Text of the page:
Israeli Prime Minister Benjamin Netanyahu’s rivals yesterday sought to finalize a unity coalition that would unseat the veteran Israeli leader, but political commentators expect a bitter fight ahead.
Centrist opposition chief Yair Lapid secured support on Sunday from ultranationalist Naftali Bennett for a “change” government of ideologically disparate rivals.
The deal, in which Bennett would serve first as prime minister under a rotation with Lapid, must be finalized by a deadline of midnight tomorrow.
Netanyahu, 71, is the dominant political figure of his generation and his challengers have little in common — save a desire to emerge from his divisive shadow and from unprecedented turmoil that has seen four deadlocked elections in two years.
Hoping to discredit Bennett and other rightists now negotiating with Lapid, Netanyahu has cast them as committing “the fraud of the century” which would, he said, imperil Israel.
Lapid’s riposte was restrained.
“A week from now, the state of Israel can be in a new era. Suddenly it will be quieter. Ministers will go to work without inciting, without lying, without trying to instil fear all of the time,” he said in a televised address.
Though he described Bennett as “my friend, the prime minister-designate” and voiced hope of a deal before tomorrow, Lapid cautioned: “There are still plenty of obstacles in the way of the formation of the new government.”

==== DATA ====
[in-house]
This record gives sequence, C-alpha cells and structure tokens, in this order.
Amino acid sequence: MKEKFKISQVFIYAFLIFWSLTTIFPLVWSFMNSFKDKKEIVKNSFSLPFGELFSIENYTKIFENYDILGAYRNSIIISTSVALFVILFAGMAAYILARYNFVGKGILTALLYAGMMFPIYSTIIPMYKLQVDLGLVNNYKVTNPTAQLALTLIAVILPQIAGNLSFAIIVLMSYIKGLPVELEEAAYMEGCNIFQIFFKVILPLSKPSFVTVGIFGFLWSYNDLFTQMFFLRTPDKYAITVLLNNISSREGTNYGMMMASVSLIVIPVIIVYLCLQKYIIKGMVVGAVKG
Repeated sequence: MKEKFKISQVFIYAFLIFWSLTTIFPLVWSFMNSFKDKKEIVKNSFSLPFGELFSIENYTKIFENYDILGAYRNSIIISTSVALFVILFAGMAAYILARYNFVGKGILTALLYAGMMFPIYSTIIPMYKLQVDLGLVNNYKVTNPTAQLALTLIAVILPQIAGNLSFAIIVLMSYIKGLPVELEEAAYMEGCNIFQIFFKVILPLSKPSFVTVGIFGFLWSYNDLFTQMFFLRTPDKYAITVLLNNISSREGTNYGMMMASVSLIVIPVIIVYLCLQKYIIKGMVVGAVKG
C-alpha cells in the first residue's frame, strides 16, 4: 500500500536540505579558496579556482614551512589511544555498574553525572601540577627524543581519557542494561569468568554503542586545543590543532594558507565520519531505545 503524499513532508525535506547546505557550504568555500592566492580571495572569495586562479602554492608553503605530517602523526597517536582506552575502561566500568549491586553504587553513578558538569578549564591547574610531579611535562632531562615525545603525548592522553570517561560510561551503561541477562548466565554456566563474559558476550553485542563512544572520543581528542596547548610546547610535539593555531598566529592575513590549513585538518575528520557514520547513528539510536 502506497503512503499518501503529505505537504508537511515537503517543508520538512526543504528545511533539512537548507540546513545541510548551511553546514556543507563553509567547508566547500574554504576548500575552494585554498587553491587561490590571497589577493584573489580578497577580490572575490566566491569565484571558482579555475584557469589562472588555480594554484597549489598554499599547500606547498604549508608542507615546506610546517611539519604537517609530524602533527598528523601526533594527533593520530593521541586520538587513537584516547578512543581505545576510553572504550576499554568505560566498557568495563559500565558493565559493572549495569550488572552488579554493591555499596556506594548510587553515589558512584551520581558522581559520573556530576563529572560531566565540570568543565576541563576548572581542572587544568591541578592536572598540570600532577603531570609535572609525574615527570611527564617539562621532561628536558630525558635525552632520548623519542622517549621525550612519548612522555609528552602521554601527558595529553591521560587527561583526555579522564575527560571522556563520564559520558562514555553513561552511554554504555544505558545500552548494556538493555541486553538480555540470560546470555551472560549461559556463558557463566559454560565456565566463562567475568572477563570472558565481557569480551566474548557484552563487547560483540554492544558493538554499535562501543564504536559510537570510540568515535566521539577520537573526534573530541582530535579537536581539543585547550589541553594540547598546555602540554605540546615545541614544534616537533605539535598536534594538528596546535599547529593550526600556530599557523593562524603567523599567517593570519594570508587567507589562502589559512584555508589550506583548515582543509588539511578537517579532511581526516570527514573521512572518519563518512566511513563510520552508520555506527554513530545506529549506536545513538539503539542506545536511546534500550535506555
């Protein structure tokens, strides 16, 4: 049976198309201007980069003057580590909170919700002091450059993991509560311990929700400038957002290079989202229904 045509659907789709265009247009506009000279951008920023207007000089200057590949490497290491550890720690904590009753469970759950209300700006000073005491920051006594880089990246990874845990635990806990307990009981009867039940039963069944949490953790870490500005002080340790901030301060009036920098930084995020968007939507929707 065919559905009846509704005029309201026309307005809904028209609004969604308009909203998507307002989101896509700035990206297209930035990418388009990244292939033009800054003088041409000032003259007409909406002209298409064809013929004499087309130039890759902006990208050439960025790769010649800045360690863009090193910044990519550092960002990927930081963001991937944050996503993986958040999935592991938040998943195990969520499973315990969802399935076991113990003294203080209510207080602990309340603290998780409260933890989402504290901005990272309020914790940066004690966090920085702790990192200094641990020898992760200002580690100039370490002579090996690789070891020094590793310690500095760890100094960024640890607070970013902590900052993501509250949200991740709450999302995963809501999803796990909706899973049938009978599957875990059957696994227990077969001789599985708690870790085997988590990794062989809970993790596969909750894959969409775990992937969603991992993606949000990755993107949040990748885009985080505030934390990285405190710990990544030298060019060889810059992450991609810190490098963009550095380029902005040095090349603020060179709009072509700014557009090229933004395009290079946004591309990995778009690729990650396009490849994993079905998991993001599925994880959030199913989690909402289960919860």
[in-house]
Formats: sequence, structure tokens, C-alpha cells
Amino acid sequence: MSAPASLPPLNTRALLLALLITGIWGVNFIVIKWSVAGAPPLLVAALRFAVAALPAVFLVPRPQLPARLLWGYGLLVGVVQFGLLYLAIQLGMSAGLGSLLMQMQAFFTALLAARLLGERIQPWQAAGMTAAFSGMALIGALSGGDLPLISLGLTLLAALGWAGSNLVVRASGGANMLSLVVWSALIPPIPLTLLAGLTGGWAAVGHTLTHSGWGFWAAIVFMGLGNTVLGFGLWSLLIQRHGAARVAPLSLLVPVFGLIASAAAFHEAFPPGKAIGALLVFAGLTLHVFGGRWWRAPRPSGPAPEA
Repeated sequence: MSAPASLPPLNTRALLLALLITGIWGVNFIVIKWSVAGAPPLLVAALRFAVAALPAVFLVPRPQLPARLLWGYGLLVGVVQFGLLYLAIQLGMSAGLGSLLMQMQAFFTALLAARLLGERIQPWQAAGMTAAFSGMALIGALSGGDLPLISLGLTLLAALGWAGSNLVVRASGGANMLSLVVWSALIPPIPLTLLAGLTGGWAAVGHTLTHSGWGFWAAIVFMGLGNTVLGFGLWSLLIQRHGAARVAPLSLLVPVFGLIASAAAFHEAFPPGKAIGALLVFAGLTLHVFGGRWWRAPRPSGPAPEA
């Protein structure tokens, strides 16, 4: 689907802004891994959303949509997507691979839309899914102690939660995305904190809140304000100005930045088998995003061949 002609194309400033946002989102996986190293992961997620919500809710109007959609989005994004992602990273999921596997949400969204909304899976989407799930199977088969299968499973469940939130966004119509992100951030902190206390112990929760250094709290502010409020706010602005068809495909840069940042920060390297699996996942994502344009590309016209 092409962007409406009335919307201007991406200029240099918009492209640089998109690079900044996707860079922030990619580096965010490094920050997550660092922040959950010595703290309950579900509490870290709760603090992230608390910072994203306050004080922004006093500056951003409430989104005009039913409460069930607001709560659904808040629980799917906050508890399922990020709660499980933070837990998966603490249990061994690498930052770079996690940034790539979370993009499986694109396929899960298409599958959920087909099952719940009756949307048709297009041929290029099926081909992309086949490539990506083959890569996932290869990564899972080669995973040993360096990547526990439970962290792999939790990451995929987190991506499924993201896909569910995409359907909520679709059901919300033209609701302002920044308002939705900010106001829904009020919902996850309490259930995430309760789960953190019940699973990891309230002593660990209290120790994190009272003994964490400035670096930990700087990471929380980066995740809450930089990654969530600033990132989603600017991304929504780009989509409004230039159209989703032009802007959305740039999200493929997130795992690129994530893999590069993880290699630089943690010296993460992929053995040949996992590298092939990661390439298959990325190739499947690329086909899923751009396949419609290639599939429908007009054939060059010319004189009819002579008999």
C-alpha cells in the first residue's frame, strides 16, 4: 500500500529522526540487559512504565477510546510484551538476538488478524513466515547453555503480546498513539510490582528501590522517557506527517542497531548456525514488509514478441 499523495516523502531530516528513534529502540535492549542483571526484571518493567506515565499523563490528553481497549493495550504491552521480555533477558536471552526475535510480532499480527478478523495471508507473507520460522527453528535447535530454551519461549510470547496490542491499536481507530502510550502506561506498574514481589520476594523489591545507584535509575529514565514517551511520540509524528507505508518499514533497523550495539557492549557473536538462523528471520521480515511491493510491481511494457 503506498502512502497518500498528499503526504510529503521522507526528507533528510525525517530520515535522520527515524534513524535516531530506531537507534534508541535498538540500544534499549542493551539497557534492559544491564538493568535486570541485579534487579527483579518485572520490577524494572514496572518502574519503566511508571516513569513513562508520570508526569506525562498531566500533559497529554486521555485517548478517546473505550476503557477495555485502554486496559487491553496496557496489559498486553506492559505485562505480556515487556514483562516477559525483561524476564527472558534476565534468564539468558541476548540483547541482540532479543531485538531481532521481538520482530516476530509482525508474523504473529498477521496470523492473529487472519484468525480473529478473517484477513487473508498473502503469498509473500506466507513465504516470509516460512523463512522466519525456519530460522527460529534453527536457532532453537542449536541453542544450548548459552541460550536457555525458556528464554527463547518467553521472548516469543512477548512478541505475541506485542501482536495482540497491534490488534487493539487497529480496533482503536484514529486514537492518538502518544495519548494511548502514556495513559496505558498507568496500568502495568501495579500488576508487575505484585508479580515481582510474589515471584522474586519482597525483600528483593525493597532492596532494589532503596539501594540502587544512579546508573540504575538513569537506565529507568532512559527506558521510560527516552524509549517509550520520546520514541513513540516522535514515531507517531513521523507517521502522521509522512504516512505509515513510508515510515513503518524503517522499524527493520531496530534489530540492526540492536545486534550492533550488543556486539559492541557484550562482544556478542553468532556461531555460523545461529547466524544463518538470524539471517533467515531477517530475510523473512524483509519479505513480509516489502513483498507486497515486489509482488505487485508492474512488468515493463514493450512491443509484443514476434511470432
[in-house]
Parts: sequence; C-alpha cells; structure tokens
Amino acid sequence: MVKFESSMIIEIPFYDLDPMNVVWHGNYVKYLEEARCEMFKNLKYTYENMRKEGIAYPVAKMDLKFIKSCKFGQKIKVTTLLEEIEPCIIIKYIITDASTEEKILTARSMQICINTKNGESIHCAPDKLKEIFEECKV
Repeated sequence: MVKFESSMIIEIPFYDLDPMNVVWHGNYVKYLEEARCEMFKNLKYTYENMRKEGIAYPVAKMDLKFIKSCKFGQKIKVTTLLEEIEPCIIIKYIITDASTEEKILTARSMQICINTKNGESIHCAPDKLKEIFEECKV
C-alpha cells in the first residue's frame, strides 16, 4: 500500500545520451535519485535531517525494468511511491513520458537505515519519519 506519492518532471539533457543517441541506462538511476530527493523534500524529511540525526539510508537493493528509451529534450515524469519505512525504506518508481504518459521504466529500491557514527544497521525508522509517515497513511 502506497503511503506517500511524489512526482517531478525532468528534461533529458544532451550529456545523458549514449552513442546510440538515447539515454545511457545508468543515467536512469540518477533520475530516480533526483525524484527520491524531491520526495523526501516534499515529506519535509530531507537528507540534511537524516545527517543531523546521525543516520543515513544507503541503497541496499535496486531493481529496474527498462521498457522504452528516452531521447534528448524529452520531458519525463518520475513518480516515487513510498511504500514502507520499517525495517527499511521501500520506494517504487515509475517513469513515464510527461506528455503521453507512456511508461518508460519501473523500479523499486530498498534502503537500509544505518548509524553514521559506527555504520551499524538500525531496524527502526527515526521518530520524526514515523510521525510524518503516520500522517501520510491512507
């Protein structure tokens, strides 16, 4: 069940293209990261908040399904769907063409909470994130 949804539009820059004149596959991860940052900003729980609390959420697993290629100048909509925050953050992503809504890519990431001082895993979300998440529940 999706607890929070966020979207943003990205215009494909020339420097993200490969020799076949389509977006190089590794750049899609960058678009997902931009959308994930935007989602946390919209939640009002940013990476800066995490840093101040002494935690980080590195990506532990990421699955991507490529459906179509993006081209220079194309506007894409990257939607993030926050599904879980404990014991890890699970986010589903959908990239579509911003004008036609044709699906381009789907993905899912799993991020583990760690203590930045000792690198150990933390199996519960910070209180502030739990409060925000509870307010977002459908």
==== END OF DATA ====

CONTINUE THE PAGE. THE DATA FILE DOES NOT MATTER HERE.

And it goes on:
Israelis were divided about everything except the folly of writing Netanyahu off.
“An event took place yesterday whose importance cannot be overstated. A real possibility was created ... an alternative government in every sense of the word,” Sima Kadmon wrote in the best-selling Israeli newspaper Yedioth Ahronoth.
However, “it’s not over yet,” she added. “Long days loom in which Netanyahu will do absolutely everything to shift the momentum.”
Netanyahu faces other troubles, chiefly a corruption trial for bribery, fraud and breach of trust. He denies all charges.
The veteran Likud Party leader is a survivor: He was first elected prime minister in 1996 and he returned to power in 2009, holding the top office for more than a decade.
Israel Hayom, a pro-Netanyahu newspaper, described Bennett and Gideon Saar, another rightist in talks with Lapid, as being “in service of the left.”
Netanyahu has kept the door open to them, saying he is still capable of forming the next government.
If Bennett and Lapid miss tomorrow’s deadline, parliament can choose a candidate to form a new coalition. Should that fail, the country goes to a fifth election.
However, a source briefed on the Bennett-Lapid power-sharing talks, which also include liberal and centre-left parties, said there had been “significant progress” toward a final deal, adding: “There’s a lot more that unites than separates.”
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